Good parenting can serve as a powerful buffer against the stresses faced by children growing up in poor, urban environments, according to researchers at the University of Rochester, New York.
Children who thrived despite the stresses of an inner-city childhood had parents who were nurturing and emotionally responsive, were consistent and authoritative in using discipline, and had positive expectations for their children's future, reports Peter A. Wyman, Ph.D., head of the study.
"Quality parenting can promote sound child development under high-risk conditions, over and above the effects of influential factors such as family socioeconomic level and parent mental health," says Wyman.
The researchers examined 159 seven- to nine-year-olds drawn from an inner city school district. Of these, 85 were classified as "resilient" - well adjusted according to ratings on standard scales by their parents and teachers - despite having experienced four or more traumatic events or circumstances, such as the death of a family member, family alcohol problems, or neighborhood violence.
The remaining students (74) were judged poorly adjusted by their parents and teachers. More than half of the students in both groups came from families with incomes below the poverty level.
The researchers interviewed both groups of parents using a structured interview designed to elicit such factors as the child's temperament, the parents' attitudes and approach toward parenting, and the support the children received from fathers or extended family members.
Compared with parents of poorly adjusted children, parents of resilient children were more responsive and nurturing, more consistent in applying discipline, and more positive about their children's abilities and future. Parents of resilient children also reported better mental health, a better view of themselves, and more support from friends and family members.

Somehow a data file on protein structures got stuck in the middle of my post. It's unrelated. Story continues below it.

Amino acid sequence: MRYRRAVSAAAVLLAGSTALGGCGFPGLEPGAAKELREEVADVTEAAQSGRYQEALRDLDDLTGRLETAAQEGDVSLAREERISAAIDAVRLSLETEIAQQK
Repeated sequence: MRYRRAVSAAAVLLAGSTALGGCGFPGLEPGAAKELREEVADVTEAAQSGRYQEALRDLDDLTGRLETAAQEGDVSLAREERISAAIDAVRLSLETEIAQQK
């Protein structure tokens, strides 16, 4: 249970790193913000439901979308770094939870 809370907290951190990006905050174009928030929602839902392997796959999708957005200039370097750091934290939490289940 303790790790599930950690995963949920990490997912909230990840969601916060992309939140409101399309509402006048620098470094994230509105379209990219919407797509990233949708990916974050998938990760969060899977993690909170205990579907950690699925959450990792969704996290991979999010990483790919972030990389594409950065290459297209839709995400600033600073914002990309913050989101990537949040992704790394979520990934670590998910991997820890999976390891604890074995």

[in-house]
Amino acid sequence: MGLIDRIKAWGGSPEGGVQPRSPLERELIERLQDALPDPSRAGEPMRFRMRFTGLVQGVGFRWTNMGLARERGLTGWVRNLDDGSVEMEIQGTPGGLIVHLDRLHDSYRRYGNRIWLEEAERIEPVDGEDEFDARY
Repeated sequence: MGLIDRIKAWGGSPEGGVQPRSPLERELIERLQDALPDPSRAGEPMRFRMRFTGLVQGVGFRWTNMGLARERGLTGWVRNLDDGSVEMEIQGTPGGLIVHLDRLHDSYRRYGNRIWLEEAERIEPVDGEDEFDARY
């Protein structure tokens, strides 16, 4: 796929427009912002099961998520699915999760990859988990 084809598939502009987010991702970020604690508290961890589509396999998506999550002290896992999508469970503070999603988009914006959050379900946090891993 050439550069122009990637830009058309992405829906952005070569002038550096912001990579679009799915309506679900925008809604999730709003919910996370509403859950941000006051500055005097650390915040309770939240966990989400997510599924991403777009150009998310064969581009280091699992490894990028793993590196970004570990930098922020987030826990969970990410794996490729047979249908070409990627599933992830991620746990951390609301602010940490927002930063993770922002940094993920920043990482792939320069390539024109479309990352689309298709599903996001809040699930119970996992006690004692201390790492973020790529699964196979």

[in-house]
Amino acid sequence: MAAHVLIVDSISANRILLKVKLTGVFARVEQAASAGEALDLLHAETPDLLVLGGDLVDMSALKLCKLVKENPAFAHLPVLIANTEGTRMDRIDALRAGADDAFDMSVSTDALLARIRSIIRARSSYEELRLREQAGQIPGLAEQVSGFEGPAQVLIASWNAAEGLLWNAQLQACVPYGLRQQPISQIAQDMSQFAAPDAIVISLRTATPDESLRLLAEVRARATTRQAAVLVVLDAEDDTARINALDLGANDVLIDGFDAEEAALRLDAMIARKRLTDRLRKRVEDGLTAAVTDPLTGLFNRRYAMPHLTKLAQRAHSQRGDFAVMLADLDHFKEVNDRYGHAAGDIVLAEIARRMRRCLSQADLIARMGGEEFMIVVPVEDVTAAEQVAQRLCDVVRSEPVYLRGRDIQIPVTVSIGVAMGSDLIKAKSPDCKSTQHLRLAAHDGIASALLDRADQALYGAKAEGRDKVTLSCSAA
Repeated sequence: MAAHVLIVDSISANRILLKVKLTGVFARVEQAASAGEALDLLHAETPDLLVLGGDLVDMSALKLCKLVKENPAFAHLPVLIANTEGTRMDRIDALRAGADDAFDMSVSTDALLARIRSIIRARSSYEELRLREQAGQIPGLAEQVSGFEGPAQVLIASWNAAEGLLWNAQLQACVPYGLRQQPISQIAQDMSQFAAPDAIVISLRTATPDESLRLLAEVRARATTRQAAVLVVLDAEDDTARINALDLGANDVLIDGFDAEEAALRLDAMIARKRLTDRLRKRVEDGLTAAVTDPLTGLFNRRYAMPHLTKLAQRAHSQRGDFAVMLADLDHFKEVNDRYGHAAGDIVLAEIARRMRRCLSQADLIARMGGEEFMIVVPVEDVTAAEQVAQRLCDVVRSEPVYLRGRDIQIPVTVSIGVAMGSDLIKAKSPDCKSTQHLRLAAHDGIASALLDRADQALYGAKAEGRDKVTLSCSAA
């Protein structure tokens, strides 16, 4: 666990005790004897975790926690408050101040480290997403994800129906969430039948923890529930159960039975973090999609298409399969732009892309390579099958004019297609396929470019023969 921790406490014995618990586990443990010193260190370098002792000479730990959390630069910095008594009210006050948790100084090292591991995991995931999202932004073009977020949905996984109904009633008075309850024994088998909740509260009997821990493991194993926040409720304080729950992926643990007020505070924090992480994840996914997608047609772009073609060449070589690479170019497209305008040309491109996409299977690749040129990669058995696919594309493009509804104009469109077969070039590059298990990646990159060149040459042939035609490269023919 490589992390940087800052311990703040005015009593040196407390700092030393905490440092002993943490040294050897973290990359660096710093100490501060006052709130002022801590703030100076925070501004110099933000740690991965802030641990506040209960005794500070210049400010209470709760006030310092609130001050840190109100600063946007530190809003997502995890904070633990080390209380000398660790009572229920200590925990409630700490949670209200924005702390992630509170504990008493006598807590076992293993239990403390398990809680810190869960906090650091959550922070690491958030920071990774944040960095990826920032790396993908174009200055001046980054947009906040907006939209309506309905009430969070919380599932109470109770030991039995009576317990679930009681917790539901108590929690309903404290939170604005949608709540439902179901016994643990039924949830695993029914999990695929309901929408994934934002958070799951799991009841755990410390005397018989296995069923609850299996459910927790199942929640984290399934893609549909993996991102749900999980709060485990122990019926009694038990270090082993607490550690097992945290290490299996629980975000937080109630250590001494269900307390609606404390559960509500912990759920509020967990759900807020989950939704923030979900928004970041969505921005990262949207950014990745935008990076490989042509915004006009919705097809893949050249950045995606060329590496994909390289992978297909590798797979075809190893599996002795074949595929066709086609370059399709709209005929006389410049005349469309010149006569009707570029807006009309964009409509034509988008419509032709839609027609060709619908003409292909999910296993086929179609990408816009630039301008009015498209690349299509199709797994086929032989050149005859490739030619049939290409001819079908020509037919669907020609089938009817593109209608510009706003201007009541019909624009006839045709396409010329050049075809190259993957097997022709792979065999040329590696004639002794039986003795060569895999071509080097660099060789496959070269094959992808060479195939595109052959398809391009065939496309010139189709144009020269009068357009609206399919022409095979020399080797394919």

Interestingly, parents of resilient children in the study did not report more positive relationships with their own parents. In fact, many had histories of neglect, abuse, or parental substance abuse.
"The present findings suggest that some parents can develop an orientation toward responsive caregiving, and a close, nurturant relationship with their children under a wide range of early life experiences," Wyman and colleagues say. "A clearer understanding of how parents develop responsive parenting attitudes is important both for shedding light on life-span development and informing interventions designed to enhance effective caregiving."
The results of the study are reported in the current issue of Child Development.
The research was supported by a grant from the W.T. Grant Foundation.
Child Development is the bimonthly peer-reviewed journal of the Society for Research in Child Development. For information about the journal, please contact Jonathan J. Aiken, 734-998-7310.